Moru Curry Recipe: Ttraditional south indian curry recipe made with seasoned buttermilk and spices. It is a common day-to-day curry recipe served as a side dish to rice for lunch and dinner. This recipe is primarily from Kerala cuisine or Malayalee recipes and is served with boiled rice.
South Indian recipes primarily deal with curry recipes that are intended to be served as a side dish to rice. It primarily consists of sambar or rasam recipes, which account for a large portion of it. However, there are other types of curries made with yoghurt, one of which is moru curry recipe.
Rice has been our staple food as South Indians, and it is very common for my lunch and dinner on a daily basis. However, with plain rice, a simple and easy curry, sambar, or rasam recipe is required as a side dish. I usually end up making a coconut-based sambar with a variety of vegetables or a simple udupi rasam or pepper rasam. However, I quickly become bored with these recipes and seek out other traditional recipe collections. Moru curry is a recent addition to my list, and I usually make it for my weekend lunch. My rice meal is a two-step process that begins with rice and ends with curd and pickle. Moru curry combines these two steps, yielding curry as well as curd rice.
Although the moru curry recipe is extremely simple and straightforward, I’d like to offer some tips and suggestions. First and foremost, for a mouthwateringly delicious curry, I highly recommend using sour curd or buttermilk. In fact, for any curd-based curry recipe, you should use sour curd or yoghurt. Second, thoroughly whisk the curd or buttermilk before adding it to the curry base. Otherwise, it will curdle and you will not achieve the desired consistency. Finally, once the buttermilk has been added, continue to stir it so that it properly mixes with the spice.
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Moru Curry Recipe
- 2 cups cup curd / yogurt (thick)
- 1 cup water
- 1 tbsp coconut oil
- 1 tsp mustard
- 1/4 tsp methi / fenugreek seeds
- 1 dried red chilli
- few curry leaves
- 3 clove garlic (sliced)
- 1 inch ginger (finely chopped)
- 1 chilli (slit)
- 1/4 onion (finely chopped)
- 1/4 tsp turmeric
- 1/2 tsp salt
- To begin, combine 2 cups curd and 1 cup water to make buttermilk.
- Heat in a large kadai now 1 tablespoon coconut oil, sputter 1 teaspoon mustard, 1/4 teaspoon methi, 1 dried red chilli, and a few curry leaves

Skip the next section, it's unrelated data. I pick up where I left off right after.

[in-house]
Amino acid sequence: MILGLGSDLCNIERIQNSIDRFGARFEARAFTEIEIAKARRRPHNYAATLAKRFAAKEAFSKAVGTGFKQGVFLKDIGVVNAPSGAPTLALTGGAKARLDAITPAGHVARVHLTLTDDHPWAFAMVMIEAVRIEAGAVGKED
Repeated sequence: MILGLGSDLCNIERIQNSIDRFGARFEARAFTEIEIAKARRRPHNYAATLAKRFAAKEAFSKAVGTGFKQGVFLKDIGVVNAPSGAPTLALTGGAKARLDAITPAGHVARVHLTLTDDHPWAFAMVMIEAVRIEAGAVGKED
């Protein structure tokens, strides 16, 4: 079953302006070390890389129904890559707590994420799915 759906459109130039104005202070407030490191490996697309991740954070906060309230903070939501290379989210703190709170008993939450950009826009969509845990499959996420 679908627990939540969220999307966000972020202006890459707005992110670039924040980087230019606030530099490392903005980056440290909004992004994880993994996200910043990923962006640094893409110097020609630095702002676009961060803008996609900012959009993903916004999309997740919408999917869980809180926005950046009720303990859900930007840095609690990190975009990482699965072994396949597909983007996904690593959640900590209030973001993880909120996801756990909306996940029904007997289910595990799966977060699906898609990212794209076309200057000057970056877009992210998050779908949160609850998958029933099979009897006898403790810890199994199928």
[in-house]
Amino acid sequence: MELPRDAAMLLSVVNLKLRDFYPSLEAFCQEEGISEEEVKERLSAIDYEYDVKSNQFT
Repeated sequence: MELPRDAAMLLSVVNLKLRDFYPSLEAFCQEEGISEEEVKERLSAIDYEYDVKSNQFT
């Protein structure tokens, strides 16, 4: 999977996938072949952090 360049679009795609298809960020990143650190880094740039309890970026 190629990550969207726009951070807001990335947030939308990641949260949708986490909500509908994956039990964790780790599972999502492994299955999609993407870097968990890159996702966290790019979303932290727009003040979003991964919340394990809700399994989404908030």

- Now add 3 garlic cloves, 1 inch ginger, 1 chilli, and 1/4 onion.
- Sauté until the onions sweat slightly.
- Add 1/4 teaspoon turmeric and sauté until the raw aroma is gone.
- Keeping the flame low, add the whisked curd (buttermilk) and continue to stir continuously.
- Stir until the curd is well combined but not boiling.
- Now stir in 1/2 teaspoon salt.
- The moru curry should be steamed rather than cooked.
- Finally, serve moru curry alongside hot steamed rice.
- First, thoroughly whisk the curd; otherwise, it may curdle.
- If your curd (or yoghurt) doesn’t taste sour, leave it at room temperature for 2 to 4 hours until it does. The curd should be sour rather than rancid or spoiled. You should be able to tell the difference by the smell, with good curd smelling slightly sour and astringent.
- Also, adjust the amount of chilli to your liking.
- Additionally, cook the curry on a low heat to avoid curdling.
- Finally, moru curry recipe keeps for a week in the refrigerator.
Can I prepare this curry ahead of time?
Because Moru Curry is made from curd, I recommend eating it fresh. I would strongly advise against making it ahead of time. Freshly cooked food is always valued in Indian food culture and practises. Food that is served hot or warm after it has been cooked is beneficial to one’s health.
How should Moru Curry be prepared?
Moru Curry or pulissery is frequently served with steamed rice and can be garnished with fresh coriander (cilantro) leaves. I also like to include cooked chopped vegetables in mine. In any case, you’re going to love it.
What other vegetables are there?
I couldn’t find ash gourd, taro, or malabar cucumber.
In this recipe, you can easily substitute your favourite vegetables. Zucchini or summer squash could be used in place of the ash gourd and malabar cucumber, and potato could replace the taro. Pumpkins or winter squash, bell peppers, leafy greens like kale or spinach, or drumstick leaves are all good options.
Is it possible to make this curry without using coconut?
Certainly. If you don’t like the flavour of coconut or are allergic to it, simply leave out the coconut paste. Gently heat the buttermilk through before adding the fried tempering ingredients. In the tempering, add half a teaspoon of chopped green chilies and cumin seeds. During the tempering step, you can substitute ghee or a neutral oil for the coconut oil.
Is it possible to make my own buttermilk for use in Pulissery?
While our recipe uses curd (yoghurt) whisked with water to approximate buttermilk, you can substitute 2 cups of real buttermilk obtained from the buttermaking process.
How does one go about making a Moru?
Moru curry image result
How to Make Spiced Buttermilk or Neer Mor
In a blender or grinder jar, combine 1 cup curd.
1 teaspoon roughly chopped ginger, 1 chopped green chilli, and 6 to 7 curry leaves
As needed, season with salt.
1 cup of water
Blend until smooth.
then 2 tablespoons finely chopped coriander leaves
Moru curry has how many calories?
Mor kuzhambu has 153 calories per serving. Carbohydrates account for 21 calories, proteins for 15 calories, and the remaining calories (101 calories) come from fat.
If you made this recipe, please be sure to rate the recipe and comment how it was 🙂 You can also Sign up for my email newsletter for more delicious vegetarian recipes.